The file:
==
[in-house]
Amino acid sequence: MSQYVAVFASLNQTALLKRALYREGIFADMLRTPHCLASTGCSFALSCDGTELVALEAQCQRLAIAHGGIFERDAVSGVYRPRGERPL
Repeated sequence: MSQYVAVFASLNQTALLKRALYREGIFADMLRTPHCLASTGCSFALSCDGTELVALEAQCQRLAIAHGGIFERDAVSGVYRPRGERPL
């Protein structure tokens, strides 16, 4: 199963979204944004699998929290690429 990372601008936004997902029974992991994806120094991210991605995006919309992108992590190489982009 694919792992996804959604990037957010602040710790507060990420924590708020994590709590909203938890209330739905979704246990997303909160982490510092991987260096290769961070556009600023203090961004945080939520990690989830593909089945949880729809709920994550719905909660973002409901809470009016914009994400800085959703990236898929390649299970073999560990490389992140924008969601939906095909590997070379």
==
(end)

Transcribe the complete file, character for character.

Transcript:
[in-house]
Amino acid sequence: MSQYVAVFASLNQTALLKRALYREGIFADMLRTPHCLASTGCSFALSCDGTELVALEAQCQRLAIAHGGIFERDAVSGVYRPRGERPL
Repeated sequence: MSQYVAVFASLNQTALLKRALYREGIFADMLRTPHCLASTGCSFALSCDGTELVALEAQCQRLAIAHGGIFERDAVSGVYRPRGERPL
């Protein structure tokens, strides 16, 4: 199963979204944004699998929290690429 990372601008936004997902029974992991994806120094991210991605995006919309992108992590190489982009 694919792992996804959604990037957010602040710790507060990420924590708020994590709590909203938890209330739905979704246990997303909160982490510092991987260096290769961070556009600023203090961004945080939520990690989830593909089945949880729809709920994550719905909660973002409901809470009016914009994400800085959703990236898929390649299970073999560990490389992140924008969601939906095909590997070379």